Strengths and limitations of review
This systematic review was conducted in accordance with PRISMA guidelines (http://www.prisma-statement.org) . To ensure all relevant publications were included, a systematic search of the brain ageing literature was undertaken, and directed by a registered eligibility criterion, and involved databases and additional literature reviews [20, 21]. Including general and clinical populations increased the coverage exposure types, and thus findings will be of interest to a greater array of research fields. This was also achieved by the inclusion of all neuroimaging modalities and feature types, and reduces any bias towards brain age frameworks that are developed from specific phenotypes (e.g., brain volume, as per Franke et al. (2010)  & Cole et al. (2015) ).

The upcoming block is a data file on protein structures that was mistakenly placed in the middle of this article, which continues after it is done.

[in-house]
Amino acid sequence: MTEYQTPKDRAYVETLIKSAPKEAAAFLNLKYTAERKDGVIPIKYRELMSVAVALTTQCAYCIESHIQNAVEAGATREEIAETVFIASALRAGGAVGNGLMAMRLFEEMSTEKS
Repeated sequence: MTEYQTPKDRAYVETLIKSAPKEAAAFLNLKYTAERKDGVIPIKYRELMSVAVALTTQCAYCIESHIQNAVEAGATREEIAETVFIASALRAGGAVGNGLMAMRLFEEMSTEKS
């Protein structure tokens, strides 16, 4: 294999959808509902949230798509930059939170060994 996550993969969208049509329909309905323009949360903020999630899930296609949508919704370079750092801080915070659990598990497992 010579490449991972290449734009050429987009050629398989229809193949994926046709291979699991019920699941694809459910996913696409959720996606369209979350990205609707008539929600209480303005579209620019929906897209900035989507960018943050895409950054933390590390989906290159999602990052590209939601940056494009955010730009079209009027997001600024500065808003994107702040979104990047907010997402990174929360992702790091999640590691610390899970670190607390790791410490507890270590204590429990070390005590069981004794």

There are limitations to this systematic review that should be addressed. Considering the contribution of conference papers to machine learning research, the removal of this literary source may have reduced the number of identified papers, and thus influenced the conclusions for this systematic review. The accuracy and generalisability of age prediction were not reported, nor were details regarding the training sample.